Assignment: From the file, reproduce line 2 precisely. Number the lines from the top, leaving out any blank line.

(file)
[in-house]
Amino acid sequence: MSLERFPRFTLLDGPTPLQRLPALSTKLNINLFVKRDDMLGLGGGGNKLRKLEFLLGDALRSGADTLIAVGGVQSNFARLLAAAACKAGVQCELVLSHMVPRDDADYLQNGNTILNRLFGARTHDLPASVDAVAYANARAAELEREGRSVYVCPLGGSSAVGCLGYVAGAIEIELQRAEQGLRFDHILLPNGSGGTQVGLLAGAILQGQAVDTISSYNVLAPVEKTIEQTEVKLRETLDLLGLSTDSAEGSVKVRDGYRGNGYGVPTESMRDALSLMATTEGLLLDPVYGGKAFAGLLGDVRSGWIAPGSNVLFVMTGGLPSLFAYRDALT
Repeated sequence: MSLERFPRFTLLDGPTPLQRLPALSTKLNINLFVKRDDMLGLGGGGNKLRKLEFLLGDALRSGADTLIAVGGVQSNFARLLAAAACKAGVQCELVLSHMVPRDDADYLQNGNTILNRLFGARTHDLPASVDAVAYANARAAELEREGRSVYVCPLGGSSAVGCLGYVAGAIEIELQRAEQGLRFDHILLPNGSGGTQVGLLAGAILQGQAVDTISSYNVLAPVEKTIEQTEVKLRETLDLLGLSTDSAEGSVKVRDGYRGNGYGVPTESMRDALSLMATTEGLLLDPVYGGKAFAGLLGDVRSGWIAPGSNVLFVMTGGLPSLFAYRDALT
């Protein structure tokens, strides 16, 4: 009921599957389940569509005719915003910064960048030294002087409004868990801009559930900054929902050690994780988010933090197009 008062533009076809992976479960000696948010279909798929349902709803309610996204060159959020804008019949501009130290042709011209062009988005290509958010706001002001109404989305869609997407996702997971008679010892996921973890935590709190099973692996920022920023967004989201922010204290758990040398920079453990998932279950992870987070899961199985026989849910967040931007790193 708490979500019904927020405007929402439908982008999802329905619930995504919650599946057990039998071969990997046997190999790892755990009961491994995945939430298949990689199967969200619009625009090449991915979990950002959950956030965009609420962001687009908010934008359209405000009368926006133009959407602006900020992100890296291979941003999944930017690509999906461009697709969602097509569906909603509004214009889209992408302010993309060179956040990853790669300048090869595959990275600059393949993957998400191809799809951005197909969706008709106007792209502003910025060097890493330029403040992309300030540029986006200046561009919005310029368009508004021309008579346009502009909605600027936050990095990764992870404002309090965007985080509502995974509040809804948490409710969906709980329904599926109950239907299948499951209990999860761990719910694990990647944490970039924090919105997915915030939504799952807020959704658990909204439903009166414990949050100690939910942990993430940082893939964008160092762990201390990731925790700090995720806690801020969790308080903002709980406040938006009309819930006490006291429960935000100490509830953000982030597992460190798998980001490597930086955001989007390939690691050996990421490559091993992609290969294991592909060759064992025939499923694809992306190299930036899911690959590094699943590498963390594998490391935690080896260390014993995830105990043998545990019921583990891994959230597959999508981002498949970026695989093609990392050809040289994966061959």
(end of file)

Amino acid sequence: MSLERFPRFTLLDGPTPLQRLPALSTKLNINLFVKRDDMLGLGGGGNKLRKLEFLLGDALRSGADTLIAVGGVQSNFARLLAAAACKAGVQCELVLSHMVPRDDADYLQNGNTILNRLFGARTHDLPASVDAVAYANARAAELEREGRSVYVCPLGGSSAVGCLGYVAGAIEIELQRAEQGLRFDHILLPNGSGGTQVGLLAGAILQGQAVDTISSYNVLAPVEKTIEQTEVKLRETLDLLGLSTDSAEGSVKVRDGYRGNGYGVPTESMRDALSLMATTEGLLLDPVYGGKAFAGLLGDVRSGWIAPGSNVLFVMTGGLPSLFAYRDALT